Friday, May 23, 2014

A visual representation of seeding before manually bootstrapping AngularJS

If you're just here for the demo, here you go:

The Problem

As a developer using AngularJS, sometimes you'll want to seed data into some data source (local storage), or make some async calls to a server before your AngularJS application actually loads.  There are good reasons to avoid this at all costs, except when you're trying to replicate an existing user experience.

Take the case of local storage. Sometimes when you deploy a new version of your AngularJS application, you want to see how it works with existing user data. That is, you don't want to assume your user has no data. Ideally you're writing perfect code and you're handling all the null cases correctly, but we don't want to assume that with production data, right?

This process is critical because you don't want your application to incorrectly handle, corrupt, or delete any user data stored in these source, but how do we test this experience without writing hard coded config structures (which are actually data) directly into our Angular application. We want to separate these concerns and bring seeding outside of the Angular application so that we can accurately replicate the user experience when we actually bootstrap the application.

The Solution

To accomplish this, we're going to remove the ng-app attribute from our index.html. By doing so, we ensure that the application is not bootstrapped until we actually want it to be.

Since this is a complex topic, I've created a visualization that I think shows the AngularJS manual initialization process pretty well. Keep in mind I've added in UI-Router and several wait functions so that your eyes have a chance to see each step in action. As a visual learner, this helped me to understand the process from start to finish.

You can see the example Plnkr here:

PS. This all came about while diagnosing an issue for the ng-inspector extension/plugin. Check that excellent project our here:

Happy seeding and bootstrapping!

Saturday, January 25, 2014

How to type the Dogecoin symbol on a Mac? (Ð, Icelandic capital letter Eth)


Hello Shibes,

To type the Dogecoin symbol on a Mac (Ð, an Icelanding uppercase letter called ) is way harder than it should be, but can be done using a combination of Mac's built in text replacement and a Chrome Extension called Popchrom.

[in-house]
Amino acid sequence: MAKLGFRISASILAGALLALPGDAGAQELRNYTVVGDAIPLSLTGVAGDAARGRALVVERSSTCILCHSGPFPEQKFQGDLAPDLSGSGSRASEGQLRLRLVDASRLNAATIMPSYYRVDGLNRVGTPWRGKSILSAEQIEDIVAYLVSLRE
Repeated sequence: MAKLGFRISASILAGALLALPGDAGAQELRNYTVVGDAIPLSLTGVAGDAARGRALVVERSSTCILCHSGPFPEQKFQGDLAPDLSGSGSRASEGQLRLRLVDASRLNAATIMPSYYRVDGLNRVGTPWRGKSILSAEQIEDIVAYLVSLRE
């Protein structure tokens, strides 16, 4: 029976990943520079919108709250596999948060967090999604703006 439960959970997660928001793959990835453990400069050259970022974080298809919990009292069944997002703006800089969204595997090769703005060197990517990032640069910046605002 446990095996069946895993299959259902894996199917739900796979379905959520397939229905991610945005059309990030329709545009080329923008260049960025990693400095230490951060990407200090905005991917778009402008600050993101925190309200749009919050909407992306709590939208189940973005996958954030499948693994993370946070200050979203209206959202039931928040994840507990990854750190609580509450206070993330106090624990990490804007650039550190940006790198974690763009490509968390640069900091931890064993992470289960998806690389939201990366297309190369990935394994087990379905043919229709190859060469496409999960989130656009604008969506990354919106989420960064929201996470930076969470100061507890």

The first thing you'll need to do is choose a phrase that you want to type which will be replaced by the Doge symbol. I chose $D$ because you can hold down shift throughout the combination and it isn't likely to conflict with anything else. Feel free to choose whatever you like.

Instructions to set up OSX's text replacement to show Ð:

  1. Go to Settings > Language & Region.
  2. Click Keyboard Preferences button at the bottom of the screen.
  3. Click the "Text" tab of the Window that pops up.
  4. Click the plus (+) sign to add a new replacement.
  5. In the "Replace" column, type $D$ or the phrase you chose above.
  6. In the "With" column, copy and paste this:     Ð
  7. Close out. This should take care of basic apps like TextEdit and others. You just need to type $D$ or your phrase, then hit space, it should replace it, although it can be a little slow. :)
  8. NOTE (UPDATE): For older OSX versions, you must enable text replacement on a per application basis. This is dumb, so instead, run this command in termina to enable it in all apps that support apple text replacement, then restart your apps and it should work:
     defaults write -g WebAutomaticTextReplacementEnabled -bool true
Warning: some apps do not follow the built in Apple method of doing text replacements. This is a pain, but usually you can make it work. Word, for example, has their own text replacement that I am not going to cover here.

Instructions to set up Google Chrome's text replacement to show Ð:

Since Chrome unfortunately does not listen to the Apple way of doing text replacement, and does not have its own text replacement built in, we're forced to install a Chrome Extension called Popchrom. It is a little finicky so make sure to follow all the instructions carefully.
  1. Close all your Chrome tabs.
  2. Install Popchrom from here:
  3. Once installed, go to Tools > Extensions
  4. Scroll down until you see Popchrome, click Options.
  5. Once in the Popchrom options, you can delete all the default replacements.
  6. Create a new replacement with
    (or your chosen phrase)
    as the abbreviation and Ð as the Expand to...
  7. Click save.
  8. Voila. Now you should be able to use your phrase in text boxes in Chrome, press Ctrl + Space on any website and it will be replaced when you hit space afterwards. 
  9. Note that this will not work in other extensions or in the Chrome search box, only in website text fields so that you can post in /r/dogecoin :)  I'd love to see proper text replacement in Chrome (or if someone could implement the Apple method)!

wow. So keyboard. Much typing.